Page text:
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Cornwall Council leaves homeless teenager in a tent

Ombudsman finds failings in council’s planning for young, homeless people

Cornwall Council made a host of significant failings when it accommodated a vulnerable 17 year-old boy in a tent and caravan over a summer, a Local Government and Social Care Ombudsman investigation has found.

The boy spent five weeks in a tent, four weeks in a static caravan and several nights sleeping rough after approaching the council for help. Following his ordeal, he was left emaciated and was detained in a psychiatric hospital for 11 months.

The Ombudsman's report found on numerous occasions the council, provided accommodation that was inappropriate, it didn't properly assess the boy's ability to make decisions about his own safety, and didn't do enough to protect him from sexual exploitation or ill health.

The Ombudsman took account of the council's specific duties in respect of children in need. The Ombudsman noted that statutory guidance published in 2010 (updated in 2018) lays out the duties of housing and children's services departments to work together to ensure 16 and 17 year-olds are not left on the streets. The 2010 guidance states that bed and breakfast accommodation is never suitable and councils should ensure they have a sufficient supply of accommodation options for homeless young people. This guidance also states at 3.41:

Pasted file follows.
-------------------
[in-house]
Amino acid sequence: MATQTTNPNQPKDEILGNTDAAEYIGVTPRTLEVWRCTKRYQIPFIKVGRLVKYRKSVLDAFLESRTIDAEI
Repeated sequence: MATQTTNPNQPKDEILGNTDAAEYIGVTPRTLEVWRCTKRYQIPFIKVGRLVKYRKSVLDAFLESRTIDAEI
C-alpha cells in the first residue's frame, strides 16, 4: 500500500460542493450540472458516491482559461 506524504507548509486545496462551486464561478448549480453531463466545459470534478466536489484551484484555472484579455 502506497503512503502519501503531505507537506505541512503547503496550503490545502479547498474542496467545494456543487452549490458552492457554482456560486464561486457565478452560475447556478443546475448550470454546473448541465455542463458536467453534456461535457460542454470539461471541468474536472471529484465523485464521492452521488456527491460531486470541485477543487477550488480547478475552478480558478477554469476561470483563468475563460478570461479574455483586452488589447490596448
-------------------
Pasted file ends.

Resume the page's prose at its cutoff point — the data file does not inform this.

"Where a young person says they do not wish to be accommodated, a local authority should reach the conclusion that the young person's wishes are decisive only as part of an overall judgement of their assessed welfare needs and the type and location of accommodation that will meet those needs."

Throughout the Ombudsman's report, evidence suggests the council tried to place responsibility for the situation on the boy, because of his actions, rather than provide the right support to a vulnerable child who was suffering from drug addiction and mental ill health.

The investigation also found the council didn't properly plan for having enough accommodation for young homeless people, and didn't coordinate well with other local services such as mental health.

In this case the Ombudsman determined that the council should pay the, now young man, £2,500 for the effects of its actions on his mental health, lost opportunities and placing him at risk. It should pay the boy's mother £1,500 for the severe distress and frustration it caused.

The Ombudsman also recommended that the council should review its policies to ensure its procedures for accommodating 16 and 17 year-olds comply with statutory guidance, and ensures it properly considers whether the wishes of young people are rational if they refuse accommodation. It should also draw up an action plan to ensure there is sufficient accommodation for homeless young people. It should train staff working with homeless young people on the right accommodation to provide, and how to properly record instances of safeguarding referrals.

For the report, click here and then click on the link to the report itself.